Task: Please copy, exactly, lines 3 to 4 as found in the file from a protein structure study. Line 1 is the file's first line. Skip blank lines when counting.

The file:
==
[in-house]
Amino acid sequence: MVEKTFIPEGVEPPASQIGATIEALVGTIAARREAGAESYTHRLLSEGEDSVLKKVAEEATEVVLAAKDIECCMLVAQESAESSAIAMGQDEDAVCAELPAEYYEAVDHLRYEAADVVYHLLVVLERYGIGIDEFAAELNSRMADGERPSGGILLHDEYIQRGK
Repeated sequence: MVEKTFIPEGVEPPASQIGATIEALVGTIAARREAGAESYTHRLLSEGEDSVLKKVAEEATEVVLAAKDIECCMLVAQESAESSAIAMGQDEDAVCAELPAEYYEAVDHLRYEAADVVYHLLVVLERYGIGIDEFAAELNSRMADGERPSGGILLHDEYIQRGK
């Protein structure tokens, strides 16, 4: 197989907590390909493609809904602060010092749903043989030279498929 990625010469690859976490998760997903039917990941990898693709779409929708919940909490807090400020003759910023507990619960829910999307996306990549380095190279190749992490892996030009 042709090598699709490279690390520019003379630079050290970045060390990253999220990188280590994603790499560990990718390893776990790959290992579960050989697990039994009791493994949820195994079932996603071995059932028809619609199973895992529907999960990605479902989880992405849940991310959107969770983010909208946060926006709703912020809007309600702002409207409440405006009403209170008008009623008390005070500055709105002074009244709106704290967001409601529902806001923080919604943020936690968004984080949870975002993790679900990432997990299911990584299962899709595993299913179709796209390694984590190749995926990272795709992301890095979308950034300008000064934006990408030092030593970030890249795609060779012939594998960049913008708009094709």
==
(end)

Repeated sequence: MVEKTFIPEGVEPPASQIGATIEALVGTIAARREAGAESYTHRLLSEGEDSVLKKVAEEATEVVLAAKDIECCMLVAQESAESSAIAMGQDEDAVCAELPAEYYEAVDHLRYEAADVVYHLLVVLERYGIGIDEFAAELNSRMADGERPSGGILLHDEYIQRGK
């Protein structure tokens, strides 16, 4: 197989907590390909493609809904602060010092749903043989030279498929 990625010469690859976490998760997903039917990941990898693709779409929708919940909490807090400020003759910023507990619960829910999307996306990549380095190279190749992490892996030009 042709090598699709490279690390520019003379630079050290970045060390990253999220990188280590994603790499560990990718390893776990790959290992579960050989697990039994009791493994949820195994079932996603071995059932028809619609199973895992529907999960990605479902989880992405849940991310959107969770983010909208946060926006709703912020809007309600702002409207409440405006009403209170008008009623008390005070500055709105002074009244709106704290967001409601529902806001923080919604943020936690968004984080949870975002993790679900990432997990299911990584299962899709595993299913179709796209390694984590190749995926990272795709992301890095979308950034300008000064934006990408030092030593970030890249795609060779012939594998960049913008708009094709």